On Easter Sunday, James Murphy, the 46-year-old frontman of LCD Soundsystem, stepped onstage for the first time in five years. The occasion was the live resurrection of Murphy’s dance-punk band at New York’s Webster Hall, the first of two hometown warm-up shows before headlining Coachella’s two weekends in April. “It has been a hot minute,” said Murphy, before a maze of keyboards and colleagues. “We’re still not used to it.”
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LCD Soundsystem is one of two substantial reunions topping Coachella’s 2016 lineup. The other is Guns N’ Roses, a second coming of the hard-rock behemoth’s essential trinity — singer Axl Rose, guitarist Slash and bassist Duff McKagan — a reconciliation 20 years in the making that not even the band’s 2012 Rock and Roll Hall of Fame induction managed to prompt.
The two are very different entities. Guns N’ Roses was one of the biggest rock bands of all time, selling out stadiums, arenas and coliseums all over the globe. LCD Soundsystem was a critically lavished electro-rock outfit that sold out ballrooms, theaters and large clubs in North America. GNR has sold 44.5 million albums in the United States, according to the RIAA, while LCD Soundsystem has sold 588,000 albums, according to Nielsen Music. GNR imploded in a long-brewing storm of violence, addiction, litigation and acrimony. LCD Soundsystem disbanded because, well — that’s still unclear.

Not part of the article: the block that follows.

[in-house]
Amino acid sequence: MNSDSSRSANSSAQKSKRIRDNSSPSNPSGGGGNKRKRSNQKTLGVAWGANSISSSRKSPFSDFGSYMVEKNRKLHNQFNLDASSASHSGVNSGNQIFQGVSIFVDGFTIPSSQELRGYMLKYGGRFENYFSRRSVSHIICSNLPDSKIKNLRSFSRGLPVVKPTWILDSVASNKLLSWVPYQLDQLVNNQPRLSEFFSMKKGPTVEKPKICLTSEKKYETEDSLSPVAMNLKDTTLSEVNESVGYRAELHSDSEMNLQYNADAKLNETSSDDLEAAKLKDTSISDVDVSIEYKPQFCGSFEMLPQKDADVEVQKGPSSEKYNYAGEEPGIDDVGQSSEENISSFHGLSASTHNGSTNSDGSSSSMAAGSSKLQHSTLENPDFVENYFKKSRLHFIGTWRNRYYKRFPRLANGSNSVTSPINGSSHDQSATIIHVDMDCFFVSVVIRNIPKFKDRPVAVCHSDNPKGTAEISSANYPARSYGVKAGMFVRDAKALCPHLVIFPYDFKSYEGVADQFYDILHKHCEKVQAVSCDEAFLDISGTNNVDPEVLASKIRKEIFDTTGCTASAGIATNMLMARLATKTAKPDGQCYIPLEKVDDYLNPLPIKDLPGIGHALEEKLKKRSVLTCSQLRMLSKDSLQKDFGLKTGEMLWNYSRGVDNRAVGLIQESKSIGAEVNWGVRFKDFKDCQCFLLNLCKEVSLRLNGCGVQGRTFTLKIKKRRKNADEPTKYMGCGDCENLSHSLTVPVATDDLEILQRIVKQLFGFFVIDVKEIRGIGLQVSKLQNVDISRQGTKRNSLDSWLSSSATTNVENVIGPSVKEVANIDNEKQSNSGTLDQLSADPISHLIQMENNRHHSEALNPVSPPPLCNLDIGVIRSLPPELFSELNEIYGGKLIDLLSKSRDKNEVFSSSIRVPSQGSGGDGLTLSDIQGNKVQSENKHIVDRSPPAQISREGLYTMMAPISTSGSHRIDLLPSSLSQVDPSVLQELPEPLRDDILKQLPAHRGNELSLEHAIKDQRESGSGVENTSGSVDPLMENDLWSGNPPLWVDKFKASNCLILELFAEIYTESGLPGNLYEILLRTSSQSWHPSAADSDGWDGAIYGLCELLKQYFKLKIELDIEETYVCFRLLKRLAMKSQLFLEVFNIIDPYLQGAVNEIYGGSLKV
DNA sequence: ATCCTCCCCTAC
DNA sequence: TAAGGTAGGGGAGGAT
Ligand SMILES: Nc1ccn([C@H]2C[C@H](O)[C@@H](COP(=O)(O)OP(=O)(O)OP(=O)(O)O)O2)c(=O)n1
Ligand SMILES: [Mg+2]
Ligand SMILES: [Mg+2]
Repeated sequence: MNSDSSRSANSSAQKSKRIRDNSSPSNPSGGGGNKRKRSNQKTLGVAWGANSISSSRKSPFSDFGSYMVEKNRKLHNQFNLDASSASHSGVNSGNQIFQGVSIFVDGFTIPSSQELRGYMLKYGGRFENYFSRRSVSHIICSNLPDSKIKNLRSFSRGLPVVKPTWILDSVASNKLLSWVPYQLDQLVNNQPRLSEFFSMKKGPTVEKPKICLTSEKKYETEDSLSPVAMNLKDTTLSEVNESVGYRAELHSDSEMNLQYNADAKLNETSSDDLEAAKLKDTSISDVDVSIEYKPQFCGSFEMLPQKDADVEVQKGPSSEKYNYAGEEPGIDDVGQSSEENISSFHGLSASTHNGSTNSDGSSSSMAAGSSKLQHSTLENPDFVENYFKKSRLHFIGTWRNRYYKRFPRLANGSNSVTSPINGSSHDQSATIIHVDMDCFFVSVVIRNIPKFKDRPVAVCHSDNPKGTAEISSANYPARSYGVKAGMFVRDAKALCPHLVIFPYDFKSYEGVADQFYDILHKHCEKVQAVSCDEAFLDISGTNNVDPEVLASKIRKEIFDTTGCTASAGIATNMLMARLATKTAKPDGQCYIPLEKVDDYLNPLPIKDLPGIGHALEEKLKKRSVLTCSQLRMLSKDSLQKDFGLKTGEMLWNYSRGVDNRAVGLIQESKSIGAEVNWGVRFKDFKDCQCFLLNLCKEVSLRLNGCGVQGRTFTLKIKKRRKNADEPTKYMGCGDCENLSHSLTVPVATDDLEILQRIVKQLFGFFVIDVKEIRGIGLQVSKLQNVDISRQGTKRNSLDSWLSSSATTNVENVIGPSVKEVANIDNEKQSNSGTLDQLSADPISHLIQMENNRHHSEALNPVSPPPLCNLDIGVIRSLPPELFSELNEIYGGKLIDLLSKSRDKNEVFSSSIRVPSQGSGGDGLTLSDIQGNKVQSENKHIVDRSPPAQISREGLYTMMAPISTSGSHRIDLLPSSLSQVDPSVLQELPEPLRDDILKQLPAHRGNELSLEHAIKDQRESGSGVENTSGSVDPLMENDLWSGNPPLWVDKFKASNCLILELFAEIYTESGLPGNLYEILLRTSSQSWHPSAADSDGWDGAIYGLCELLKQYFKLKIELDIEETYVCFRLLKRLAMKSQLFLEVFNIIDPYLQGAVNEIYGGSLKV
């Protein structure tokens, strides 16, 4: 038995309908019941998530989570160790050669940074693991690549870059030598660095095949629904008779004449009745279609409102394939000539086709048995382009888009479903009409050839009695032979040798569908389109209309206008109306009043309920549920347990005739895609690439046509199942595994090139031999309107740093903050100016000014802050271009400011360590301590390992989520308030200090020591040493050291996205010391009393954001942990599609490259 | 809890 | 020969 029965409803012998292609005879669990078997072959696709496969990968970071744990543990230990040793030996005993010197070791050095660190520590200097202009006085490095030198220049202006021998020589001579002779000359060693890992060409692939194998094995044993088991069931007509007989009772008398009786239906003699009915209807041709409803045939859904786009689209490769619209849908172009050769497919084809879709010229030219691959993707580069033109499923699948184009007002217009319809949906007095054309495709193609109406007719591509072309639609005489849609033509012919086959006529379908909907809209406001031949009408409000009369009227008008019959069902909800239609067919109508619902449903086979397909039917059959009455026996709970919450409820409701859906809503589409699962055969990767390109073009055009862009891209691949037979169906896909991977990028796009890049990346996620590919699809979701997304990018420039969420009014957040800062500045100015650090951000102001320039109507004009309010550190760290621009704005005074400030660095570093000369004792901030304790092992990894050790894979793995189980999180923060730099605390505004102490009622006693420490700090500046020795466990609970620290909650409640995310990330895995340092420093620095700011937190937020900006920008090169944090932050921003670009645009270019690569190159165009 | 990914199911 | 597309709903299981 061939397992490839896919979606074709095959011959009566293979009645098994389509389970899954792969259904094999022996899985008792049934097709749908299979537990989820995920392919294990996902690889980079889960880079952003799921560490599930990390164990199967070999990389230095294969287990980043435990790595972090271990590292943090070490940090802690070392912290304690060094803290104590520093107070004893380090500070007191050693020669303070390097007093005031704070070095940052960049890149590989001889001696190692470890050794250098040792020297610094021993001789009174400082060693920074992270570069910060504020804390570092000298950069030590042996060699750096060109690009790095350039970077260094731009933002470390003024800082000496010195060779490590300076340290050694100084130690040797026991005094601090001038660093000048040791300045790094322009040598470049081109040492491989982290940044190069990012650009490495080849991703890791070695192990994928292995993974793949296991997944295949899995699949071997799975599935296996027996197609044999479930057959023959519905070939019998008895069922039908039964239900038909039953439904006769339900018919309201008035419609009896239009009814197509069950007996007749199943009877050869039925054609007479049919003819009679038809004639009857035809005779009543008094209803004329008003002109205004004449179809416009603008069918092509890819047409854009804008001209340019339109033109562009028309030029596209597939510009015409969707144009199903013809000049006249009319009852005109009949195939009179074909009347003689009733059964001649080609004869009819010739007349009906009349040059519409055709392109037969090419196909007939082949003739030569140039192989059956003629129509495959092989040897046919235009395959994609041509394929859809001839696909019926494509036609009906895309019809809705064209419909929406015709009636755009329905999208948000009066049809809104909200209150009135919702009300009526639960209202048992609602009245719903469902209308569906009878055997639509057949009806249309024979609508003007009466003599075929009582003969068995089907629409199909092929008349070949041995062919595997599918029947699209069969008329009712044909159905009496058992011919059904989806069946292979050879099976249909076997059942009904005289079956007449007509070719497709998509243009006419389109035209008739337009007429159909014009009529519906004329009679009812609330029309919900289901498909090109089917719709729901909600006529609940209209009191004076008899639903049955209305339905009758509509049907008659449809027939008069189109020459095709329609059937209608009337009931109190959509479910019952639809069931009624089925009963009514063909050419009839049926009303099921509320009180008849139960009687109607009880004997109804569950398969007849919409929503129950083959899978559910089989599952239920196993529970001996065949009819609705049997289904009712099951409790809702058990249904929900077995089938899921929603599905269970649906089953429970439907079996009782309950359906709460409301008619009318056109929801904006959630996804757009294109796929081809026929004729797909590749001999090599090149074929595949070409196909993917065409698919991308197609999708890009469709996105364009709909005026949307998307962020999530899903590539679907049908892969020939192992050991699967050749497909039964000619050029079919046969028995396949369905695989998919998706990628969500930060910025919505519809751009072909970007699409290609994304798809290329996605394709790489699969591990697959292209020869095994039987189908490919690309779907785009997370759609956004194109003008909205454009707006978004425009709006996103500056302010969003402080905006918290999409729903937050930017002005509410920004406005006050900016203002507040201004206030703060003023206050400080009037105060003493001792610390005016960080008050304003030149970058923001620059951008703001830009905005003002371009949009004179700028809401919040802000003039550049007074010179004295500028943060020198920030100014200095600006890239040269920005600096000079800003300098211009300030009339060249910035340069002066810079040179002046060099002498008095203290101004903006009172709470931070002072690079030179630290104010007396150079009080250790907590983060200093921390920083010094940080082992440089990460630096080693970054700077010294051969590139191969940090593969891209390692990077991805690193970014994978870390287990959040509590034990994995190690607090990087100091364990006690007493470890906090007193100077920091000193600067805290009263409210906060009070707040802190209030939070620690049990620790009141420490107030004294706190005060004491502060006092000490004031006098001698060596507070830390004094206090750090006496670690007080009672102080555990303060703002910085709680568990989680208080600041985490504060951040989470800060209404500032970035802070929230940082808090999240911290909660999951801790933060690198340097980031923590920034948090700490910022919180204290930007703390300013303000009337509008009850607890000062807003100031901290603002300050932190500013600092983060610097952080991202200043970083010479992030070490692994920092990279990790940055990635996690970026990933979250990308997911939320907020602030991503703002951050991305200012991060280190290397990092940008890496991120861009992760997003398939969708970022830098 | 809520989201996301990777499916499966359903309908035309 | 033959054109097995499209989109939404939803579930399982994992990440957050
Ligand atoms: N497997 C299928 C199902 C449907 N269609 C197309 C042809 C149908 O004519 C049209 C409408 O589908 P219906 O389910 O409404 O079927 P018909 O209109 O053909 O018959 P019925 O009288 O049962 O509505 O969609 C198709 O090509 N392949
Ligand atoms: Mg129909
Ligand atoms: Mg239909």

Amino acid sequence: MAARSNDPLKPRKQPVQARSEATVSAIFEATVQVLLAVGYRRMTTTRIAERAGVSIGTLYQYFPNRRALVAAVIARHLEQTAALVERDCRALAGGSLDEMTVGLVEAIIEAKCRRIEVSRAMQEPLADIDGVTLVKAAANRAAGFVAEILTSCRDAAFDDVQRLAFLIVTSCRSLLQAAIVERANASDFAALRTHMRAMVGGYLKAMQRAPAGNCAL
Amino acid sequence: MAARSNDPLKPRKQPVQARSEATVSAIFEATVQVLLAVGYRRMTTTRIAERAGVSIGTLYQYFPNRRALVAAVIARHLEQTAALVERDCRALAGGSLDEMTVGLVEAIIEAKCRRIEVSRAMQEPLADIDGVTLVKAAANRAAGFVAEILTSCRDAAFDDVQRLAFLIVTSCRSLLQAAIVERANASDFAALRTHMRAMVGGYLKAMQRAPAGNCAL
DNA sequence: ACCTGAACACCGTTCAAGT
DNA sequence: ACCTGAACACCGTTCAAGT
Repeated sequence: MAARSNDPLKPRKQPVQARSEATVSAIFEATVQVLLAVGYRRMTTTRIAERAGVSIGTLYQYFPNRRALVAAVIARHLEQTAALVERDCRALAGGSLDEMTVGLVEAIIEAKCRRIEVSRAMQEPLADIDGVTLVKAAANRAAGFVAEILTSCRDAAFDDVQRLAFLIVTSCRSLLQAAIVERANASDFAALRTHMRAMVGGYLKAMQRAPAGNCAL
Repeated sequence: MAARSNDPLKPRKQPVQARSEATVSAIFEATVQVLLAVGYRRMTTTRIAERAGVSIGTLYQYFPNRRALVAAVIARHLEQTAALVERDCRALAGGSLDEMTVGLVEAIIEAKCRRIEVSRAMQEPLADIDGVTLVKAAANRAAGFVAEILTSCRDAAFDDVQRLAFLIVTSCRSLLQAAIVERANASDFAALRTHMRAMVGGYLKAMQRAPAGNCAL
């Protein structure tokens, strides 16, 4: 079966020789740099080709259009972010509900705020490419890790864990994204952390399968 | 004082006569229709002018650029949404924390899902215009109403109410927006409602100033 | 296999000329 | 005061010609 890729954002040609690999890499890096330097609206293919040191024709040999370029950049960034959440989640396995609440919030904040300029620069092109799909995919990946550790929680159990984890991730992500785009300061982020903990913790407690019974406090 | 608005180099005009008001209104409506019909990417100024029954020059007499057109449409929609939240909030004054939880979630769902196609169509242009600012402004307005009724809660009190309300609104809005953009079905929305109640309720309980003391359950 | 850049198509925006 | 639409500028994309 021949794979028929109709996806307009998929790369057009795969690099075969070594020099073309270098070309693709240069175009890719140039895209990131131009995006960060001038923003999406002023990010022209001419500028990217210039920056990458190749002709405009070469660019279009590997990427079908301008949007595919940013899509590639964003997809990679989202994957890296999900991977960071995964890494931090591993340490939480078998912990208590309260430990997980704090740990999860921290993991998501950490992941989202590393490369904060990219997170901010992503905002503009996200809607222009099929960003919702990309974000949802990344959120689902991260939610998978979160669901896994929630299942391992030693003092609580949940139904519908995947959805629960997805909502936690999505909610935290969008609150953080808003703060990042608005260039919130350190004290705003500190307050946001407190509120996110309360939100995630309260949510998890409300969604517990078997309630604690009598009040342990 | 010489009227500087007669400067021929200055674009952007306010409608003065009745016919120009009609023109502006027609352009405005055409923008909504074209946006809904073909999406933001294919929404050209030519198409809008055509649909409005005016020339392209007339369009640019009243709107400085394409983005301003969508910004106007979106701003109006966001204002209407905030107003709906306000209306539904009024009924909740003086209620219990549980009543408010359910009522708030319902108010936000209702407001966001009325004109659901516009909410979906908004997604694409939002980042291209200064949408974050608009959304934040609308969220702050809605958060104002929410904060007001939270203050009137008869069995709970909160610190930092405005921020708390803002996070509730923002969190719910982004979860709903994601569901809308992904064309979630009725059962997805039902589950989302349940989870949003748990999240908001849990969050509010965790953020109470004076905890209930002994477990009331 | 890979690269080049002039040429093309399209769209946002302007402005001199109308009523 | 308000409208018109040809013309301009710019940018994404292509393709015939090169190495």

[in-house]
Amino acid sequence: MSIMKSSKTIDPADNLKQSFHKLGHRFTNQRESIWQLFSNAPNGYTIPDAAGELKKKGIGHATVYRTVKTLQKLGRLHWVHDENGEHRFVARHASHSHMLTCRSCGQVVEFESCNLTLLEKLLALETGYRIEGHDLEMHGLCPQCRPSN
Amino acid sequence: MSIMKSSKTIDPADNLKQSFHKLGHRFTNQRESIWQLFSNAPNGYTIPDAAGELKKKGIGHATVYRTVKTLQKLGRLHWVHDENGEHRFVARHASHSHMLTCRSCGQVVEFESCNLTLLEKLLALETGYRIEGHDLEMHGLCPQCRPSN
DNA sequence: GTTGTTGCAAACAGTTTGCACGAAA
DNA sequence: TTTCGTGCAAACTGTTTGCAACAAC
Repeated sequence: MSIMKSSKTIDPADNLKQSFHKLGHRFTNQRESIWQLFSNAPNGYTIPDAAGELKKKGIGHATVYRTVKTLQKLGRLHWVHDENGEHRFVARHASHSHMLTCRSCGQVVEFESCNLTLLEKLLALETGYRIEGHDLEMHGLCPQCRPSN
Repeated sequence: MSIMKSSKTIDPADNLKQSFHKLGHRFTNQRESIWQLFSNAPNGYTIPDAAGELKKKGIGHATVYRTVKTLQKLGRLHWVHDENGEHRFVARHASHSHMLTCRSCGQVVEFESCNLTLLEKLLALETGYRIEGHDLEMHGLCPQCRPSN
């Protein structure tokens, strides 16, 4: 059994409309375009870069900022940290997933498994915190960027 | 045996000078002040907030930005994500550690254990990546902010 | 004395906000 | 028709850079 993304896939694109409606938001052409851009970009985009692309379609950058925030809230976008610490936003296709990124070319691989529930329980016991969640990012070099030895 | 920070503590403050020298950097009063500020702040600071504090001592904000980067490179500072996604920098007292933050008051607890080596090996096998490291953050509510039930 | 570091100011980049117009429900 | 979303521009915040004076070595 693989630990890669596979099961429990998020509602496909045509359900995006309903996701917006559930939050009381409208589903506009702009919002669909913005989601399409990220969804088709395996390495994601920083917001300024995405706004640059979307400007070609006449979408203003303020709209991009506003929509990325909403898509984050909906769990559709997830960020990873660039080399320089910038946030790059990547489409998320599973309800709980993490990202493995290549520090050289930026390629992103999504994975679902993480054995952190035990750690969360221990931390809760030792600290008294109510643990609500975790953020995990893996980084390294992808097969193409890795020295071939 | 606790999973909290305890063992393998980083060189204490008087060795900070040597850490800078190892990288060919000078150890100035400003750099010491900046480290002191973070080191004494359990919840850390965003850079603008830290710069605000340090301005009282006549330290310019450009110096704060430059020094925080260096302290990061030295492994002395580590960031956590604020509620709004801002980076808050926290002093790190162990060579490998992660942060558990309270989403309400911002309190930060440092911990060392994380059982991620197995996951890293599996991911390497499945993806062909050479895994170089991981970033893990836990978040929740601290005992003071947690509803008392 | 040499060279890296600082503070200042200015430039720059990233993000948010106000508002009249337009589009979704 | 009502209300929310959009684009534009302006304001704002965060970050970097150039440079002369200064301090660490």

LCD Soundsystem’s end came abruptly in February 2011, with the sudden announcement of a farewell concert at Madison Square Garden in New York. “Our last show ever,” the band’s site declared. “If it’s a funeral, let’s have the best funeral ever!!!” The reasons behind the split were never exactly explained. (“There’s a lot of things I want to do,” Murphy said on The Colbert Report in 2011, adding, “I like making coffee.”) But the arena sendoff was framed in monumental terms, preceded with four lead-up club shows, revisited in a theatrically released concert film (2012’s Shut Up and Play the Hits) and repackaged as a five-LP live release. The sold-out concert alone grossed $567,354, according to Billboard Boxscore, and pulled in an attendance of 13,781. (Ticket prices on StubHub topped out at $1,500 a seat.)
Now, half a decade later, LCD Soundsystem is back, with a forthcoming album — and in a far bigger way. In 2010, Murphy’s band was a mid-tier act at Bonnaroo, billed after Tenacious D and Weezer; one agent estimates that back then LCD Soundsystem was paid “$100,000, tops.” Now, it’s headlining Bonnaroo, Lollapalooza and the highest-grossing festival in the world, Coachella — for a fee that tops $1 million per show. Retiring a band early, it seems, can be a power move.
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There was little skepticism at Webster Hall, where ticket sales were awarded by lottery and Spike Jonze turned up. “If they just came back for a reunion tour, that would be a little bit cheesier,” says Michael Meyerson, a 2015 University of Michigan graduate who discovered LCD Soundsystem in 2011. “This is a more real reunion: There’s new music coming.”